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BBC Ten Pieces Inspiration Day, 4 February 2015

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BBC Ten Pieces Inspiration Day
 
 
 
 

The National Centre for Early Music is part of a network of over 200 BBC Ten Pieces Champions working across the UK to promote and celebrate young people's involvement in classical music.

The BBC's Ten Pieces project, launched in October 2014, aims to open up the world of classical music to primary-aged children, using ten pieces of existing music - ranging from baroque to contemporary - as the foundations for inspiration. The selected ten pieces of music have been drawn together into a spectacular film by the BBC, featuring five BBC Orchestras and the BBC Singers, as well as celebrities such as Barney Harwood from Blue Peter, Dick and Dom, Laura Mvula and Katy B, among others. Using this film and the selected ten pieces as a starting point, young people will be encouraged to develop their own creative responses through music, dance or digital art and will have the opportunity to share their work on performance platforms throughout Summer 2015.
 
On Wednesday 4th February, 72 children from York's Fishergate Primary and North Yorkshire's Sutton-on-the-Forest Primary joined together at the National Centre for Early Music for a Ten Pieces Inspiration Day, packed with creative learning activities centred around the ten pieces. The day began with an interactive exploration of John Adams' Short Ride in a Fast Machine, facilitated by Dr Liz Mellor and students from York St John University's Concert Band. Young people had the opportunity to create their own stories around the piece, develop their own movements to work alongside the music, and even to conduct the Concert Band. This investigation of John Adams' music culminated in a performance of Short Ride in a Fast Machine, with pupils invited to sit in among the musicians for a spectacular surround-sound experience. Staff commented that "young people's faces were lit up with joy and furrowed in concentration as they tried to unpick how the sounds were put together - it was a brilliant sight." Young people were also treated to a screening of the Ten Pieces film, letting children get to know the John Adams piece better and introducing them to the nine other selected works. To round the day off, pupils were given the chance to generate their own music, as part of a practical body-percussion workshop, led by commmunity musician Donna Smith and inspired by the Ten Pieces commission, Anna Meredith's Connect it.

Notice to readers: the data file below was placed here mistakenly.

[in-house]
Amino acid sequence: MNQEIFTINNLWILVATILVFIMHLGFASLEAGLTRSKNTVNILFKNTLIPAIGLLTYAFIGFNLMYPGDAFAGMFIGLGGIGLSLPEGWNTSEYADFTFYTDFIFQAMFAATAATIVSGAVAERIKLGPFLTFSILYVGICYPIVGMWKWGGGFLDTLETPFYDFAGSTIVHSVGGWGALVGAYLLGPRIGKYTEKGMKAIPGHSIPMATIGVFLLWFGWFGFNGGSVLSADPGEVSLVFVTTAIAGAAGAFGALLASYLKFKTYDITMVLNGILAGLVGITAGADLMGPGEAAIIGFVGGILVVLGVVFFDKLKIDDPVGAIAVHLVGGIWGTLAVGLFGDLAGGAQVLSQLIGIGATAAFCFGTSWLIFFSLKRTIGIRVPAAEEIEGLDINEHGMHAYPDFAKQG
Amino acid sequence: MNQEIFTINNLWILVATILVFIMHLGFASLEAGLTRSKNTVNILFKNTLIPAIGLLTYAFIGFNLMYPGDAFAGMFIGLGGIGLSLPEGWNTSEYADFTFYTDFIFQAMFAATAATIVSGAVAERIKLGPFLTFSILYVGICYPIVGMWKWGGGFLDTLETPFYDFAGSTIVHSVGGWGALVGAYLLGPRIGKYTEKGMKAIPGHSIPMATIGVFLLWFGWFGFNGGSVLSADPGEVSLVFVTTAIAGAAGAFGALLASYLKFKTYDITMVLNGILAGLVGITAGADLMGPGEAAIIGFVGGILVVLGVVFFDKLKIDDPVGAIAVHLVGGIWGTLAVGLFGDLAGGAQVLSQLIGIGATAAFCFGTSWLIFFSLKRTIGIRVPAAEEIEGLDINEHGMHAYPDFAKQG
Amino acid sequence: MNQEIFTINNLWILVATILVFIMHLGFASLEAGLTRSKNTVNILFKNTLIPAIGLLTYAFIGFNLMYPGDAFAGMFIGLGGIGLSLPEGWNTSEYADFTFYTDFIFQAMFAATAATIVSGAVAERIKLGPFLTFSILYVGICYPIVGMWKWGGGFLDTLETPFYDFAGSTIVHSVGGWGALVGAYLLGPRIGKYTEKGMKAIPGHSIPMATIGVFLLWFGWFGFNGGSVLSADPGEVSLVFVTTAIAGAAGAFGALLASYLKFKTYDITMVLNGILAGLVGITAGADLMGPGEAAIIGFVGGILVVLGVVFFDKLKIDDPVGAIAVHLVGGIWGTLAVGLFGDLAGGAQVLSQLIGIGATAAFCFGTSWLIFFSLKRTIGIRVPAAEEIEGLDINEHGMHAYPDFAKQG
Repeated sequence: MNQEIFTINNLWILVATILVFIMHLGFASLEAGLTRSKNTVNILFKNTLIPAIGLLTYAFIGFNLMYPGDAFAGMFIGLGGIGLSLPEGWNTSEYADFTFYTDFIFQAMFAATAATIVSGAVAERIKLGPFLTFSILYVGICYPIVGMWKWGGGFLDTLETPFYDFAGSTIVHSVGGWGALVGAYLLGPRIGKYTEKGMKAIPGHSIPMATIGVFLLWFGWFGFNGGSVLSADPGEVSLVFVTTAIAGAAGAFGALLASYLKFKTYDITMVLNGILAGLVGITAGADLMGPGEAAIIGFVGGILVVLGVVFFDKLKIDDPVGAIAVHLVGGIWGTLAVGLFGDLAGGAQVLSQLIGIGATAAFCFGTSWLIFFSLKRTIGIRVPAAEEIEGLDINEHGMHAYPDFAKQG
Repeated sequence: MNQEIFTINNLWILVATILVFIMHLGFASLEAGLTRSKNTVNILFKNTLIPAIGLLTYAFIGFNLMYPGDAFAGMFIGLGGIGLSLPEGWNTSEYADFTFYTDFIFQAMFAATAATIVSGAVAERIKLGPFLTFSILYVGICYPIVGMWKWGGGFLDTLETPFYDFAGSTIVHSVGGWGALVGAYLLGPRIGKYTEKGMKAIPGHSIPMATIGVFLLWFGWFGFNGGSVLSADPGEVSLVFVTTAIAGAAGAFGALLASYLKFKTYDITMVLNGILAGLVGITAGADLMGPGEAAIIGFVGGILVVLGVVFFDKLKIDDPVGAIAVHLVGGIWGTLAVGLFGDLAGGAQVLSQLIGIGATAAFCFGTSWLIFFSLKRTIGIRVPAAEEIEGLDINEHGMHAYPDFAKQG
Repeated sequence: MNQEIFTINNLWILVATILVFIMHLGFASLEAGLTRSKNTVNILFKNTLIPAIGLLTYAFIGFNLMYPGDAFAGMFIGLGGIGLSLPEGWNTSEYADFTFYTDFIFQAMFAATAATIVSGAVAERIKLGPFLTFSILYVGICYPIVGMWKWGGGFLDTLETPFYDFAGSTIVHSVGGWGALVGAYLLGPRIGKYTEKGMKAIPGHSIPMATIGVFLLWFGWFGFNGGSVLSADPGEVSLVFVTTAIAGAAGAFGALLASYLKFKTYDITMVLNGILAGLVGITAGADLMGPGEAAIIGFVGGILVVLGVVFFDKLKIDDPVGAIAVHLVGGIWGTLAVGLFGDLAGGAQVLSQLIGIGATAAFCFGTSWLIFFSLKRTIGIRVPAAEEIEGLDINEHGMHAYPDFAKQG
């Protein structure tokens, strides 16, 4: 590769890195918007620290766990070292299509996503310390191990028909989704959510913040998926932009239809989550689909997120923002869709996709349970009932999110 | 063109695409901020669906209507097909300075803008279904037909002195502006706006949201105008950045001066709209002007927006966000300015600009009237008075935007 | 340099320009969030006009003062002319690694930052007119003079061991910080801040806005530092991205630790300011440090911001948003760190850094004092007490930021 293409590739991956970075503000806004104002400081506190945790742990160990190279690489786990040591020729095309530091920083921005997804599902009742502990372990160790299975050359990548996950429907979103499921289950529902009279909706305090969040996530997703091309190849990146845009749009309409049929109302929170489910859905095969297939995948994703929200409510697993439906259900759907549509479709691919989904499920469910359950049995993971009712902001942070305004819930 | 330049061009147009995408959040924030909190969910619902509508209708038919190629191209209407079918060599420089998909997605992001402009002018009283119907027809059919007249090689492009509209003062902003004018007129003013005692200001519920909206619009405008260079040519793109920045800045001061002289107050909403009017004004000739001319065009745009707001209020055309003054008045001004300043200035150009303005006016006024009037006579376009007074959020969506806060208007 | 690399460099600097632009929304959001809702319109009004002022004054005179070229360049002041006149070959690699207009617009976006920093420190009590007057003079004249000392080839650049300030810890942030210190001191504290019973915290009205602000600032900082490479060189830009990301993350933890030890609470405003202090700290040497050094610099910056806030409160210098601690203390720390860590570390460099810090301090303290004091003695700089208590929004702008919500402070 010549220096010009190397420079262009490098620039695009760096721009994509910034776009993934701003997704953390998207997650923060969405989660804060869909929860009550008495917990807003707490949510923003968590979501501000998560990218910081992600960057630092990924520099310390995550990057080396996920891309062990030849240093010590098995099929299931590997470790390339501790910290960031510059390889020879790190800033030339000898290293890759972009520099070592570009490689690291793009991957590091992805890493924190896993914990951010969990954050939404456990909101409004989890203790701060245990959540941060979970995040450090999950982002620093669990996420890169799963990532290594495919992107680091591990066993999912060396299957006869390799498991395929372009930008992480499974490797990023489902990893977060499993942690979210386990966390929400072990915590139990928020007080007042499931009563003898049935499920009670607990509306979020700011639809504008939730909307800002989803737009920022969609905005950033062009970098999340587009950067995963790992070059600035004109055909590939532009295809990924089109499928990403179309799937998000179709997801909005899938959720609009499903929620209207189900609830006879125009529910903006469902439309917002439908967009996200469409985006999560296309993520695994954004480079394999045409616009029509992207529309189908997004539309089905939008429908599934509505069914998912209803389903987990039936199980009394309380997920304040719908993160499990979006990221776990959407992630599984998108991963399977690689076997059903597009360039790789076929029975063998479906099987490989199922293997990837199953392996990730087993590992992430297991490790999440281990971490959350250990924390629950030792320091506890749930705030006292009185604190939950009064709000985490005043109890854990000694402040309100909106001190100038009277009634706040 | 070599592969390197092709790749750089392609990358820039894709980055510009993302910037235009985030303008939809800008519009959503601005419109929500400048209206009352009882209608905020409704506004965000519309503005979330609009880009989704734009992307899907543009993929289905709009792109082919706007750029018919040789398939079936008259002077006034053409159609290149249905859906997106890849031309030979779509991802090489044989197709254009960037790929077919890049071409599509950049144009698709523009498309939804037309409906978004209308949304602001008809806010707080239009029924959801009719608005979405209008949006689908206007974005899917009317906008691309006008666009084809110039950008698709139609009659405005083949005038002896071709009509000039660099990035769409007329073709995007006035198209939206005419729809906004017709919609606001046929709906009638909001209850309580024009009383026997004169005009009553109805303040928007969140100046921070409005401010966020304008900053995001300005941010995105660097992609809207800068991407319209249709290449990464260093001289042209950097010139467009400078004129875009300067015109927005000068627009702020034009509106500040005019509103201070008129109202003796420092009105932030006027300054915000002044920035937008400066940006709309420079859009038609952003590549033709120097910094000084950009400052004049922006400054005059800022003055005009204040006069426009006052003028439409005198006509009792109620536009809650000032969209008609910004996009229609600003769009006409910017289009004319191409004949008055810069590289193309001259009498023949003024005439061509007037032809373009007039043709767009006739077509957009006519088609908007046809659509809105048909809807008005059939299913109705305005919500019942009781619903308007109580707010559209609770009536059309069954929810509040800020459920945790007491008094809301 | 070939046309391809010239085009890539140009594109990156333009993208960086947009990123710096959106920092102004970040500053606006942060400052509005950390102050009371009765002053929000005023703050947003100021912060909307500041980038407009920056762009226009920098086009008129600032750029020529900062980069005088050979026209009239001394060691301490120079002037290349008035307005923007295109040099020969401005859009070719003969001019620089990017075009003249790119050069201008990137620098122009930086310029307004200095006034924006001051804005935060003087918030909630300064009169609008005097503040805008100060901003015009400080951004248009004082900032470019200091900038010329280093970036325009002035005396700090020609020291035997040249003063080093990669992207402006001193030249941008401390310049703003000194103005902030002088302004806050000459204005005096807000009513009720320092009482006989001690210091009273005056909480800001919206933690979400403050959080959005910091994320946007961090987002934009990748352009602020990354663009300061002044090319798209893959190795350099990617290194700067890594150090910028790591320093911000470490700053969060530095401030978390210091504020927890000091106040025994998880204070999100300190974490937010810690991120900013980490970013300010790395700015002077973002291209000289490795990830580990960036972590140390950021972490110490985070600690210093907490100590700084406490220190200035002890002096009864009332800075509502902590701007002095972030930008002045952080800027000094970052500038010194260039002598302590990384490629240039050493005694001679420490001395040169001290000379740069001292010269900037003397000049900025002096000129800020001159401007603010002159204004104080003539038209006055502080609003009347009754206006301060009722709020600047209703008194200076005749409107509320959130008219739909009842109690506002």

Here is what the participants had to say about the day:
  • It was really fun sitting in with the band.
  • The variety of music was really good.
  • I liked how organised the band was and how much hard work they'd done learning the piece.
  • I really liked the body percussion... we've been practising it at school with our friends!
  • It was really good to see music live.
  • I can't stop listening to classical music now!
  • The best experience of music I've ever had!
Fishergate Primary teachers described the event as "a fantastic morning... truly inspirational! It really brought alive what we have been learning in school and has really inspired them to keep listening to music, especially classical music. So many children have come up to me in school and talked about what their favourite piece is from the Ten Pieces film. It has been an inspirational project, brought to life by our day at the National Centre for Early Music."

Staff from Sutton-on-the-Forest Primary added "We all enjoyed the morning very much. The children especially enjoyed the live music and one girl was inspired by the thought of progressing from her recorder onto one of the band instruments."

This day was part of the York Music Hub celebration of the BBC Ten Pieces and is supported by York Arts Education.